Thursday, June 4, 2009

What's Up with Jay Bruce?

Thus far, Jay Bruce's season would have to be considered a disappointment. On the season, he's hitting .216/.294/.474/.768 with a 45/19 K/BB ratio and 14 home runs. Outside of the power production, his total production is unimpressive. Still, there are reasons for optimism as his component stats are actually improved over 2008.


Despite his lower level of production, there are a number of positives in his 2009 plate approach. His walk rate has improved by 1.7%, while his strikeout rate has fallen 2.9%. Overall, he's drawing more walks and taking fewer strikeouts. He's also seeing more pitches, as his #P/PA is up to 3.98 from 3.76.

His contact rate is up from 71.6% to 74.5%, in part because he is swinging at fewer pitches outside the strike zone. In 2008, the percentage of pitches he swung at that were outside the zone was 30.4%, while in 2009 he has cut that down to 28.7%.

Obviously, his approach is better in 2009, not worse. So, obviously the problem isn't in his approach at the plate or his contact rate.


The real problem is that Bruce is getting under the ball too much. His line drive rate has fallen from 21.1% in 2008 to 13.1% in 2009, while his fly ball rate has jumped from 34.2% in 2008 to 51.0% in 2009. Over half of the balls Bruce puts into play are fly balls. Given his line drive and fly ball rates, it's not surprising that his batting average on balls in play (.206) is hovering around the Mendoza line. Obviously, Bruce's swing is a bit out of whack right now.

Here is his ball in play chart:

The obvious difference is that he's hitting ground balls to the rightside 15% more often than he did in 2008. Extrapolating just from the numbers, it looks like Bruce is rolling over on outside corner offspeed pitches resulting in a lot of weak ground balls to the right side. He needs to get back to driving the ball the other way and going with the pitch. Also, judging by the rate at which he is hitting fly balls, I wouldn't be surprised to discover that he's dropping his back shoulder during his swing. That's the typical flaw when excessive fly balls are involved.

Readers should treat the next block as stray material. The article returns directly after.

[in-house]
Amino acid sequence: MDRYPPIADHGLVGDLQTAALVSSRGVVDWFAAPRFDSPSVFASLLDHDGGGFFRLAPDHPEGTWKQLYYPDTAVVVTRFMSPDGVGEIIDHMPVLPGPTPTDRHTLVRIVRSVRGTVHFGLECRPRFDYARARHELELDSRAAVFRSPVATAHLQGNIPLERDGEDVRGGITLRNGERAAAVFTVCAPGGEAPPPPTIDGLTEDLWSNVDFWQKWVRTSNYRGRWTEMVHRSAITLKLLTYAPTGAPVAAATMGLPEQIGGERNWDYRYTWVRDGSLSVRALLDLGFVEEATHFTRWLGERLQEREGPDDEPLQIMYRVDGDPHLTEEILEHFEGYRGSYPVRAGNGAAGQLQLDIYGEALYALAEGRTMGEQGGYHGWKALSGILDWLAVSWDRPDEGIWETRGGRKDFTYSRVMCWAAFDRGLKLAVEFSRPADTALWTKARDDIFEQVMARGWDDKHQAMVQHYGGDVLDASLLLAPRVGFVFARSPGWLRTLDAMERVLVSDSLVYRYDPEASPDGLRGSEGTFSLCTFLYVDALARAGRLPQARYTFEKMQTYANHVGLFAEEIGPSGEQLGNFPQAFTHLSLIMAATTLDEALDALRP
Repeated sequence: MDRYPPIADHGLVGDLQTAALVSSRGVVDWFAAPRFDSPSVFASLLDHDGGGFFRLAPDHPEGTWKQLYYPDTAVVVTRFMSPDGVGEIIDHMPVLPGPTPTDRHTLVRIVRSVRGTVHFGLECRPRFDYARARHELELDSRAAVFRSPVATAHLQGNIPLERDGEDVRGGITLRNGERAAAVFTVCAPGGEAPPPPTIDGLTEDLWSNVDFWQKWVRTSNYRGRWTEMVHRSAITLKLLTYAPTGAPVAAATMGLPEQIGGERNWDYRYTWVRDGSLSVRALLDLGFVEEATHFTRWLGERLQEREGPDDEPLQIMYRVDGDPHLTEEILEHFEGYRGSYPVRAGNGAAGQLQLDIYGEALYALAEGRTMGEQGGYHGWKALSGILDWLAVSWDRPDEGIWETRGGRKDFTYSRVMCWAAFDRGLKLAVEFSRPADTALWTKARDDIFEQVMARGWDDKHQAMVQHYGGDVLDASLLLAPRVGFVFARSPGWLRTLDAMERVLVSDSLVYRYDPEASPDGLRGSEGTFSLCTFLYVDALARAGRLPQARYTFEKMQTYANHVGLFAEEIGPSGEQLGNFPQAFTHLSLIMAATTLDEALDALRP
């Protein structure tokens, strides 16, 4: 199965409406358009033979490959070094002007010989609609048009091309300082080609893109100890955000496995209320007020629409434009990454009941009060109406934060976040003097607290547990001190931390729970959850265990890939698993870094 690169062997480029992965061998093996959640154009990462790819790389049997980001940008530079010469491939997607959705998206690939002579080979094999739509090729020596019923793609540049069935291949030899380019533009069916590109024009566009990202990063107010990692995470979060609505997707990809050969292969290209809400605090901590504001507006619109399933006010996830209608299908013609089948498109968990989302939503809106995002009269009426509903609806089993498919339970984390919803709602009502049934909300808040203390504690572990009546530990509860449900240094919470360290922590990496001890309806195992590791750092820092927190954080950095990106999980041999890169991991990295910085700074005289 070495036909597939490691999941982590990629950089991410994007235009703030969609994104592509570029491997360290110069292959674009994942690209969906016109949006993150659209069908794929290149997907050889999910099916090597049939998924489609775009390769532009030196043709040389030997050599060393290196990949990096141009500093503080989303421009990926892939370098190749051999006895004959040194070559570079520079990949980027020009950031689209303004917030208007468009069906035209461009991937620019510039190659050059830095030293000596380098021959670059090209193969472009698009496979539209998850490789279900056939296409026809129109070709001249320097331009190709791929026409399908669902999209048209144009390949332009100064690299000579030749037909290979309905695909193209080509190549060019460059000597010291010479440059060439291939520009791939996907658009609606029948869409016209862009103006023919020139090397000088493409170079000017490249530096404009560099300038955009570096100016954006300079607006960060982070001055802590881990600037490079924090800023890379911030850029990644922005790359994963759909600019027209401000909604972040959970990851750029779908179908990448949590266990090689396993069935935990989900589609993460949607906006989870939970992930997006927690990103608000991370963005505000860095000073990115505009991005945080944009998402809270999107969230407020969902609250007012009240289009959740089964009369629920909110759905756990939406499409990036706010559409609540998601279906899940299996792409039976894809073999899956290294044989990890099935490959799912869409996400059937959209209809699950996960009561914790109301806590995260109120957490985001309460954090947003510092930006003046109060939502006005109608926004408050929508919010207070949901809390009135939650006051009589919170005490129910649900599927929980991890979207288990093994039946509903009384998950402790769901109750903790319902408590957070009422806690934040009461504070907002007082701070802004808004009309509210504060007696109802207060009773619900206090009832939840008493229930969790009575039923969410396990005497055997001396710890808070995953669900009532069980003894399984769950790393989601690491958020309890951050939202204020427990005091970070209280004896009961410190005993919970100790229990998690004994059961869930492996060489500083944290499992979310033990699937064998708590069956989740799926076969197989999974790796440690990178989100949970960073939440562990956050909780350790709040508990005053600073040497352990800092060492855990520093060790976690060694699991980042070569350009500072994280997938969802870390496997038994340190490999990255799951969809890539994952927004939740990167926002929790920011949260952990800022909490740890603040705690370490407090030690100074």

At this point, veteran pitchers are taking advantage of Bruce's lack of experience. Sophomore slumps are common because pitchers begin to "get a book" on young hitters as they make their way around the league for a second and third time. However, Bruce has so much talent, it's just a matter of time before he gets back on track.


Fortunately, on the defensive side of the game, Bruce has taken a step forward. He was reputed to be a good defensive player in the minors, but he wasn't all that impressive in 2008. However, he's covering more ground in 2009. According to UZR/150, which measures defensive runs above average per 150 games, Bruce is 8.8 runs above average in right field this year. According to John Dewan's +/- system, Bruce is a +1 and ranks 13th among MLB right fielders.

Most impressively, Bruce's arm ranks #1 among all MLB rightfielders. He currently has 6 kills and is allowing runners to advance only 47.7% of the time.


Bruce's biggest problem is his age. He's only 22 years old and he's still learning to handle MLB pitching. At this point, it seems likely that pitchers have made some adjustments to exploit perceived weaknesses. Bruce just needs to adjust back to those adjustments.

Overall, Bruce's game is improving and eventually his overall stats will come more in line with his component stats. Unfortunately, his swing isn't locked in right now, so he'll need to get back on track. I wouldn't be surprised if he's pressing trying to offset the loss of Joey Votto and any other semblance of offense on the roster.

Realistically, it's only a matter of time, as Bruce's skill level will win out in the end. The Reds may have to ride it out a bit longer, but a hot streak should be just around the corner.

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